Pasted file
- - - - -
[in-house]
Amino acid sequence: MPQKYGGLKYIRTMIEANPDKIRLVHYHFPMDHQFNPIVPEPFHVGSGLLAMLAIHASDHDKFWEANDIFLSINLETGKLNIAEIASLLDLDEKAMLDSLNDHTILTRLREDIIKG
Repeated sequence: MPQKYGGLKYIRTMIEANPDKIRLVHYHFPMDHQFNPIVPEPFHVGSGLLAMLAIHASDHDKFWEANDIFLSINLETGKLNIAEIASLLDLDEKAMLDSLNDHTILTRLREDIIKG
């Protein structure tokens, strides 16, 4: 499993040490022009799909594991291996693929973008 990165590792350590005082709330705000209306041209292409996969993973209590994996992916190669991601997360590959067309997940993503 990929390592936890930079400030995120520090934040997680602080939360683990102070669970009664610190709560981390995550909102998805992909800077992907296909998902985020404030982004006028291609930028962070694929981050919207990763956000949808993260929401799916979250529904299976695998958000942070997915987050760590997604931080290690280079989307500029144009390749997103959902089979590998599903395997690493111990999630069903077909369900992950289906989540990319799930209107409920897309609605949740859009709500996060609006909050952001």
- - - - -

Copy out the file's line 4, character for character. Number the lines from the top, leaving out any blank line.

């Protein structure tokens, strides 16, 4: 499993040490022009799909594991291996693929973008 990165590792350590005082709330705000209306041209292409996969993973209590994996992916190669991601997360590959067309997940993503 990929390592936890930079400030995120520090934040997680602080939360683990102070669970009664610190709560981390995550909102998805992909800077992907296909998902985020404030982004006028291609930028962070694929981050919207990763956000949808993260929401799916979250529904299976695998958000942070997915987050760590997604931080290690280079989307500029144009390749997103959902089979590998599903395997690493111990999630069903077909369900992950289906989540990319799930209107409920897309609605949740859009709500996060609006909050952001």